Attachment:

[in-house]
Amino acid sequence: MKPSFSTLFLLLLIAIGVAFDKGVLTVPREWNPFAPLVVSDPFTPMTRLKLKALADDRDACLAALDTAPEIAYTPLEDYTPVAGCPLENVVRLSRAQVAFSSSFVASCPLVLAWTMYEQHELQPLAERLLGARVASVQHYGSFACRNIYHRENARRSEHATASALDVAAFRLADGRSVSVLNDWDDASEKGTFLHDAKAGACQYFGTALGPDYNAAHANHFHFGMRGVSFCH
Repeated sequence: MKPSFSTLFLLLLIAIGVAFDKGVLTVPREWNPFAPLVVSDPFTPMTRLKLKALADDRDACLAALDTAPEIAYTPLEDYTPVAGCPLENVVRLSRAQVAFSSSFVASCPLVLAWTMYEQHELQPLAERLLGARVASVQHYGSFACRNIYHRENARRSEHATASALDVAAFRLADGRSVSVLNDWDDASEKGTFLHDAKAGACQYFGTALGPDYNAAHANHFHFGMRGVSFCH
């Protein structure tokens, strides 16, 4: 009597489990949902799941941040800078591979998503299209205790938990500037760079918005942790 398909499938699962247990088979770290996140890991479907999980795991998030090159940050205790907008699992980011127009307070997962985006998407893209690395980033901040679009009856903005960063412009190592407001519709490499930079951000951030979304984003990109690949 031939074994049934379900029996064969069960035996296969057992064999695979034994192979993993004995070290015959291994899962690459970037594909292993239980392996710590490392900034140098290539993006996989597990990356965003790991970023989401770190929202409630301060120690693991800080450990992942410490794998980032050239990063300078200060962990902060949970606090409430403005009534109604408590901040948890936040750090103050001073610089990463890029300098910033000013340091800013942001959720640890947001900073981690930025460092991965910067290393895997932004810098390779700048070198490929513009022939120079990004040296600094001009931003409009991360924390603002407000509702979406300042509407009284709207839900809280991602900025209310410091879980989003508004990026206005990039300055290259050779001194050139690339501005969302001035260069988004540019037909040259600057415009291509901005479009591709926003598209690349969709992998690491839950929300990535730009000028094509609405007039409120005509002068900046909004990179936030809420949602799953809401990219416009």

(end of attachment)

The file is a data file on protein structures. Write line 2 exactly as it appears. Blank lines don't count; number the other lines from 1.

Amino acid sequence: MKPSFSTLFLLLLIAIGVAFDKGVLTVPREWNPFAPLVVSDPFTPMTRLKLKALADDRDACLAALDTAPEIAYTPLEDYTPVAGCPLENVVRLSRAQVAFSSSFVASCPLVLAWTMYEQHELQPLAERLLGARVASVQHYGSFACRNIYHRENARRSEHATASALDVAAFRLADGRSVSVLNDWDDASEKGTFLHDAKAGACQYFGTALGPDYNAAHANHFHFGMRGVSFCH